"The Anniversary": A year has passed, and everything has grown older, drawing closer to their end. In contrast, the one ageless thing is the unchanging love the poet shares with his lover. Although their bodies will be in separate graves when they die, their eternal souls will be reunited when they are resurrected. For now, the two are kings in their world of love, secure in their faithfulness, and he hopes that they will be together for 60 anniversaries.

“Good Friday, 1613, Riding Westward”: On the day that Christians remember the crucifixion of Jesus, the poet is traveling west but thinks of the Holy Land to the east. He can hardly imagine seeing Jesus die on the cross with his own eyes, so he turns his thoughts to Mary for a moment. Traveling west, his back faces east, and he calls upon divine mercy and grace to cleanse him of his sin so that he feels able to turn his face back towards God.

“Sweetest love, I do not go”: The poet tells his beloved that he is not leaving because he is tired of the relationship—instead, he must go as a duty. After all, the sun departs each night but returns every morning. As the beloved sighs and cries, the lover complains that if he is really within her, she is the one letting him go because he is part of her tears and breath. He asks her not to fear any evil that may befall him while he is gone, and besides, they keep each other alive in their hearts and therefore are never truly parted.

"Meditation 17": Donne is approaching death. Hearing a church bell signifying a funeral, he observes that every death diminishes the large fabric of humanity. We are all in this world together, and we ought to use the suffering of others to learn how to live better so that we are better prepared for our own death, which is merely a translation to another world.

"The Bait": The speaker addresses his beloved as one whose beauty naturally attracts others, like a fisherman who attracts fish while hardly even trying. While others may catch fish in slimy, hurtful, deceiving ways, the beloved is her “own bait.”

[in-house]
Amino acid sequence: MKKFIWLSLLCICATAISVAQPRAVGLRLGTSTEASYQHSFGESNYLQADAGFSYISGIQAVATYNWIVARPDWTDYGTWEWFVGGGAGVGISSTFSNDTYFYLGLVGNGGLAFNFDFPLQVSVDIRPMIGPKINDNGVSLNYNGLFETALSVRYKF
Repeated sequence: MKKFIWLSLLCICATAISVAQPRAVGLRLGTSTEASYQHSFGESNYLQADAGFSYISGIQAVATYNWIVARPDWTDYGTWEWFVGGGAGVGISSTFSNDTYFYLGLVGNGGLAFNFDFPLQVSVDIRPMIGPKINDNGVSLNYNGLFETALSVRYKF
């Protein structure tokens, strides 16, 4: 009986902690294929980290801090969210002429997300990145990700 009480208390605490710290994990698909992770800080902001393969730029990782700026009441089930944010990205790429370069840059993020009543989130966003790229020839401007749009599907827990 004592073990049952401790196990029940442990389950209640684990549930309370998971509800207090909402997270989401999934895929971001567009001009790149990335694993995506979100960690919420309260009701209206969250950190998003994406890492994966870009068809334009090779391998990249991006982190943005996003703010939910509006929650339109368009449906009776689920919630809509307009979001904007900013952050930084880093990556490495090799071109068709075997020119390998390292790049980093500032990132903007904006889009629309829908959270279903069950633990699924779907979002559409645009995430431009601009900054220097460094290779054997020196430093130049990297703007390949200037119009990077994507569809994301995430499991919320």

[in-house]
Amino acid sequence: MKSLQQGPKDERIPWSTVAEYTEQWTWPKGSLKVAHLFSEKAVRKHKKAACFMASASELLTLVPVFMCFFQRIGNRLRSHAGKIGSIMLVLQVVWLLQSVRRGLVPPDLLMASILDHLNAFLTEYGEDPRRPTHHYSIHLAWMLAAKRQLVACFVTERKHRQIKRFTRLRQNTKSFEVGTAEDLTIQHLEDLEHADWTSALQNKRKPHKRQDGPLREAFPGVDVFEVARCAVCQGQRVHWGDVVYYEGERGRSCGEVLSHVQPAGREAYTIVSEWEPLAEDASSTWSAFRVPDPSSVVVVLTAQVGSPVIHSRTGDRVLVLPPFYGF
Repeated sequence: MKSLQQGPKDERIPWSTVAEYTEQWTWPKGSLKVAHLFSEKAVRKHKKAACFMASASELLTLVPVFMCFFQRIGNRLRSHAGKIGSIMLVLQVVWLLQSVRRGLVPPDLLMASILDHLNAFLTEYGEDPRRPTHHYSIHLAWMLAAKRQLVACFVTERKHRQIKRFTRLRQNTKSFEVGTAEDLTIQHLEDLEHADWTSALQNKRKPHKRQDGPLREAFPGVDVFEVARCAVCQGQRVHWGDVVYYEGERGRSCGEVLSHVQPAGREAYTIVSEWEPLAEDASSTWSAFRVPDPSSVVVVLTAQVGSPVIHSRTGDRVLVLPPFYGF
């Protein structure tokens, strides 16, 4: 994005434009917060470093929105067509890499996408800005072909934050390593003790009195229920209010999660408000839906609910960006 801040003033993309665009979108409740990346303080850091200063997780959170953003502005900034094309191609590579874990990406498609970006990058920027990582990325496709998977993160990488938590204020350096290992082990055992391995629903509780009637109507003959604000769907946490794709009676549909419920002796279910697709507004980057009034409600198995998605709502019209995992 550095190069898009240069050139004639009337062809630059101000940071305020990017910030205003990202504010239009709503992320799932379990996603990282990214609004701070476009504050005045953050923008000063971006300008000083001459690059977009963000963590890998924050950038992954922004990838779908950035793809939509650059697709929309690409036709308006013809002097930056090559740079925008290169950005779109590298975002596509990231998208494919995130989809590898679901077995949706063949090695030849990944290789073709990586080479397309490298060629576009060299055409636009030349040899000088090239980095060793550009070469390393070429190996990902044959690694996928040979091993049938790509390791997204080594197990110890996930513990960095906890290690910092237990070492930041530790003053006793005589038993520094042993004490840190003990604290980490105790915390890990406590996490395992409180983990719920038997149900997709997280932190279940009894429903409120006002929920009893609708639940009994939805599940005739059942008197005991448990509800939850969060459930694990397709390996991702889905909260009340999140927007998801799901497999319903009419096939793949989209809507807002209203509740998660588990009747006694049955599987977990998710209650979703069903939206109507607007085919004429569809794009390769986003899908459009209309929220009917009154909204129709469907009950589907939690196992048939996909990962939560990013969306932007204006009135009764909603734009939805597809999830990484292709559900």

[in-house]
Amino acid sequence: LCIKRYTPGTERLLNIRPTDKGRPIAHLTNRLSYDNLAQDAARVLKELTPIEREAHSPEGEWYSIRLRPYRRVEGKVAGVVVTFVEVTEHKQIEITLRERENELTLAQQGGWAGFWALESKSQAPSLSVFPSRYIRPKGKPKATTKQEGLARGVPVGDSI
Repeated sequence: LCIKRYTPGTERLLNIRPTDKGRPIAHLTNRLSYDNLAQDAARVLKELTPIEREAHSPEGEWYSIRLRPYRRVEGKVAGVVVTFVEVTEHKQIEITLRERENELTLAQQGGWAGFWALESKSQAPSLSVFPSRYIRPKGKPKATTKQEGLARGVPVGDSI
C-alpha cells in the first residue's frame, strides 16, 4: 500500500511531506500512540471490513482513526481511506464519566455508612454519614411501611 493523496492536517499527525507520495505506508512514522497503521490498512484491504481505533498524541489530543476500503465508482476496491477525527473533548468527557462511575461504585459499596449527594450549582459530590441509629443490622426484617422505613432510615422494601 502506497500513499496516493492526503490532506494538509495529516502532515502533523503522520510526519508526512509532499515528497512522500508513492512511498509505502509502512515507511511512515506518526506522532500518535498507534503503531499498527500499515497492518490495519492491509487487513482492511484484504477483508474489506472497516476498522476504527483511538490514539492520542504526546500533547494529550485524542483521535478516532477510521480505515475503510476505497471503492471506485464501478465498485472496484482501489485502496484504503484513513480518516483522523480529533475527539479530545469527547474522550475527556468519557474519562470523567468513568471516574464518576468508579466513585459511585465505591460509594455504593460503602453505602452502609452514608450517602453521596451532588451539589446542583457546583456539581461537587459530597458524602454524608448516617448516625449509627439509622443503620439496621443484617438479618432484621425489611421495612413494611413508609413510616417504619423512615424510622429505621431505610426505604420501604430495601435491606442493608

“The Apparition”: The beloved has scorned the poet, and he tells her that once he is dead, he will visit her bed later as a ghost. She will ask her living lover for help, but he will turn away, leaving her alone to fear him. He urges her to repent now rather than face his wrath later.

"The Canonization": The poet demands that some complainer leave him alone to love. The complainer should turn his attention elsewhere, and nobody is hurt by the love. The poet and his lover take their own chances together; they are unified in their love. On the other hand, their love is a beautiful example for the world that will be immortalized, canonized, a pattern for all other love in the world.

"The Broken Heart": The speaker says that it is ludicrous to argue that someone can’t fall out of love quickly, although he himself has felt the plague of a broken heart for a year. A broken heart is an overwhelming grief. In a single blow, his beloved shattered his heart. Now, like a broken mirror, the many pieces of his heart are too weak for love again.

"A Valediction: Forbidding Mourning": The beloved should not openly mourn being separated from the poet. Their love is spiritual, like the legs of a compass that are joined together at the top even if one moves around while the other stays in the center. She should remain firm and not stray so that he can return home to find her again.

“Hymn to God, My God, in My Sickness”: The speaker faces the possibility of his own death by focusing on his preparation for Heaven. He must tune himself in order to become God’s musical instrument. Or, he is like a map, where the westernmost and easternmost points are the same and his death will be transfigured into resurrection.

Holy Sonnet 14 ("Batter my heart"): The speaker asks God to intensify the effort to restore the speaker’s soul. God should overthrow him like a besieged town. He asks God to break the knots holding him back, imprisoning him in order to free him, and taking him by force in order to purify him.

Holy Sonnet 11 ("Spit in my face"): While heretics might scourge the poet as they did Jesus due to his faith, the poet is far from blameless. He is re-crucifying Jesus daily because of his sins. While other kings enact mercy by pardoning criminals, Jesus actually bore the punishment, making himself suffer as a human so as to redeem sinful humanity.